Judge-led inquiry to be held after malicious prosecutions cost taxpayer £24m
Lord Advocate James Wolffe has confirmed that a judge-led inquiry is to be held into why two men were subject of a malicious prosecution relating to the sale of Rangers.
Wolffe appeared before MSPs at Holyrood yesterday after previously writing to the Scottish Parliament's justice committee with information that financial experts David Whitehouse and Paul Clark had each been paid £10.5m in compensation following the wrongful prosecution.
The bill comes to £24m once their legal expenses are added, although opposition MSPs have warned the final cost could be even higher.
Wolffe said an inquiry would have to wait until all related legal proceedings had concluded, and that a judge from outside Scotland might be required.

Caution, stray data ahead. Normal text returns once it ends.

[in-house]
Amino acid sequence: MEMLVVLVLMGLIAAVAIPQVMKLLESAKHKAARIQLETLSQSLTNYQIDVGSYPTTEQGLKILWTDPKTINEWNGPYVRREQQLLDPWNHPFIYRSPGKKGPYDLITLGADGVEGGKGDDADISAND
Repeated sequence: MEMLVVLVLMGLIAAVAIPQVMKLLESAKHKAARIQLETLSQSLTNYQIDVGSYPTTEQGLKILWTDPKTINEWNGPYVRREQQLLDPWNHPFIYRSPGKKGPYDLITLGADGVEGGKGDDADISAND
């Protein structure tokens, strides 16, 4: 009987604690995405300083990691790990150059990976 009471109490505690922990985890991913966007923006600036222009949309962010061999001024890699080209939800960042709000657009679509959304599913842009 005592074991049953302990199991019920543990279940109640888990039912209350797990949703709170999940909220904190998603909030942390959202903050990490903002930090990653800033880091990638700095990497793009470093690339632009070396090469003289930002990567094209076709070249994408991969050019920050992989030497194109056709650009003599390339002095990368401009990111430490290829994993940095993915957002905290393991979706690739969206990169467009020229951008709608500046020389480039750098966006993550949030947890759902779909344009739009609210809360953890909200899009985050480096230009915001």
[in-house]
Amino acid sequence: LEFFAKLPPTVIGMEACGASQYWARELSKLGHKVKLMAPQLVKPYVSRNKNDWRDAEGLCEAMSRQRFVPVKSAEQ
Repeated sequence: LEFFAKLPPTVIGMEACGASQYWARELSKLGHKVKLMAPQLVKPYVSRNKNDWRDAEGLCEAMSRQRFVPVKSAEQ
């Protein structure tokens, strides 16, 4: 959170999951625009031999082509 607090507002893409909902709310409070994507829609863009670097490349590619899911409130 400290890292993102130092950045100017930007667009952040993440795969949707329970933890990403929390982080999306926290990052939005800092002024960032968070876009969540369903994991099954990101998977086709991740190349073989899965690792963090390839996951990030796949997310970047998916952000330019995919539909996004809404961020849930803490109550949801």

Whitehouse and Clark were appointed administrators when the company that ran Rangers went into administration in 2012.
They were arrested in 2014 but all charges were later dropped.
Scottish Conservative shadow finance secretary Murdo Fraser MSP said: “We were told by the Lord Advocate that lessons have been learned from this costly debacle but that is simply not good enough.
“Innocent men could have ended up behind bars with their good reputations destroyed because of malicious prosecutions. Taxpayers are left paying the bill.
“We cannot possibly trust the Lord Advocate to mark his own homework. While he concedes the need for a judge-led inquiry, that does not go far enough."
He added: “Given that Mr Whitehouse has made allegations of criminality, it is therefore vital for a public inquiry to be presided over by an independent judge from outwith Scotland.
Scottish Labour justice spokeswoman Rhoda Grant said: "We must ensure that our justice system is fit for purpose and the only way to do that is to have a public inquiry, led by someone whose independence and legitimacy cannot be questioned.
“That inquiry must look at the role of both the Crown Office and Procurator Fiscal Service as well as the role of the police.”
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